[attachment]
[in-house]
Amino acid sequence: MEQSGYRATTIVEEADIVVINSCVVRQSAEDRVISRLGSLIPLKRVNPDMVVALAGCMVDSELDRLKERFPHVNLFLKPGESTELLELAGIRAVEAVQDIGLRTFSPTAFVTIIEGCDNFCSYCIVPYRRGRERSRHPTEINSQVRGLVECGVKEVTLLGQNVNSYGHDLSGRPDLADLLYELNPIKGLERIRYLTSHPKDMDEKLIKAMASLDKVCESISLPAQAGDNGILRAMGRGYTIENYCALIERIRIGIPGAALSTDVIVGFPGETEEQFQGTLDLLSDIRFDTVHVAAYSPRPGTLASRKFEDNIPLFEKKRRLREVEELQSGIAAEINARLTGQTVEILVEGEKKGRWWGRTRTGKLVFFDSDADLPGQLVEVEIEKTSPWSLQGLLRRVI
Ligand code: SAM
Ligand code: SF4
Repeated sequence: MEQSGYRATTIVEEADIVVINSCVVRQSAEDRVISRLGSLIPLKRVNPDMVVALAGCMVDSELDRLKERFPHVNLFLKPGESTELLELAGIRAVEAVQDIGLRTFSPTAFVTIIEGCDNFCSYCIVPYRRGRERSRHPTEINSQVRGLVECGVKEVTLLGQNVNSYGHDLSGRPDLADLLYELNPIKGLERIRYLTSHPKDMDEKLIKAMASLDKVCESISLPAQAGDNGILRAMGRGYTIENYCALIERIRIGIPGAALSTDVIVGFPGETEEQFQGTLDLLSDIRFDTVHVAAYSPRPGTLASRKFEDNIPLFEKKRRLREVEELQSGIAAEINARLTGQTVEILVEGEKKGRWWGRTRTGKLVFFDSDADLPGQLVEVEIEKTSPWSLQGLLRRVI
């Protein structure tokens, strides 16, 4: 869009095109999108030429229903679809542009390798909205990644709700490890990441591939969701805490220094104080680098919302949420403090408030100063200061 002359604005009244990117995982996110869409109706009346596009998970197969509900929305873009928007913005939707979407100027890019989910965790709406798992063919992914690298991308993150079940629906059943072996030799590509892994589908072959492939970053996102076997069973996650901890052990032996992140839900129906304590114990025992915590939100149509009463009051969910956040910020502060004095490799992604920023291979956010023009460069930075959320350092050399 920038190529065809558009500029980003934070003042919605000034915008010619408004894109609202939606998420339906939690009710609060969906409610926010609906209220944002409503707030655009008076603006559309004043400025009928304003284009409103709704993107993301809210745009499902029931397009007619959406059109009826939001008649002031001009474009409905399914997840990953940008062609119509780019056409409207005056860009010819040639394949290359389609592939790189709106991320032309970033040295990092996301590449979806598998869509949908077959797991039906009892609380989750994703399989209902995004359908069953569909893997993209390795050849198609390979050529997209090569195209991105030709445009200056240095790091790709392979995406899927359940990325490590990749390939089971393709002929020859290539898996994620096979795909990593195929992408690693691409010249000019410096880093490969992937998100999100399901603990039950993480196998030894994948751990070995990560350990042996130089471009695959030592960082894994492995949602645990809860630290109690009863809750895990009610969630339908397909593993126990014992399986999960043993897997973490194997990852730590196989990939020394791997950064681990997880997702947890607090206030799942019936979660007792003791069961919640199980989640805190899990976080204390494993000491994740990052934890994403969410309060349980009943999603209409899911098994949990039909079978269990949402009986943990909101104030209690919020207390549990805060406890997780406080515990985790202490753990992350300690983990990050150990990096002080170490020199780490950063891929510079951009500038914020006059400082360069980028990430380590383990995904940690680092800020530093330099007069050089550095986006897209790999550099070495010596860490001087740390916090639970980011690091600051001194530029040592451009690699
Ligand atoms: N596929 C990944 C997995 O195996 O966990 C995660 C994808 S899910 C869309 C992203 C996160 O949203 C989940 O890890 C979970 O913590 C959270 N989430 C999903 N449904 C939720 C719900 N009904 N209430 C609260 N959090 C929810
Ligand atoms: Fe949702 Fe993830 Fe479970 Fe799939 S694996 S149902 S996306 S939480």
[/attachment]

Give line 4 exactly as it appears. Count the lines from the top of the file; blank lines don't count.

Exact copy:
Ligand code: SF4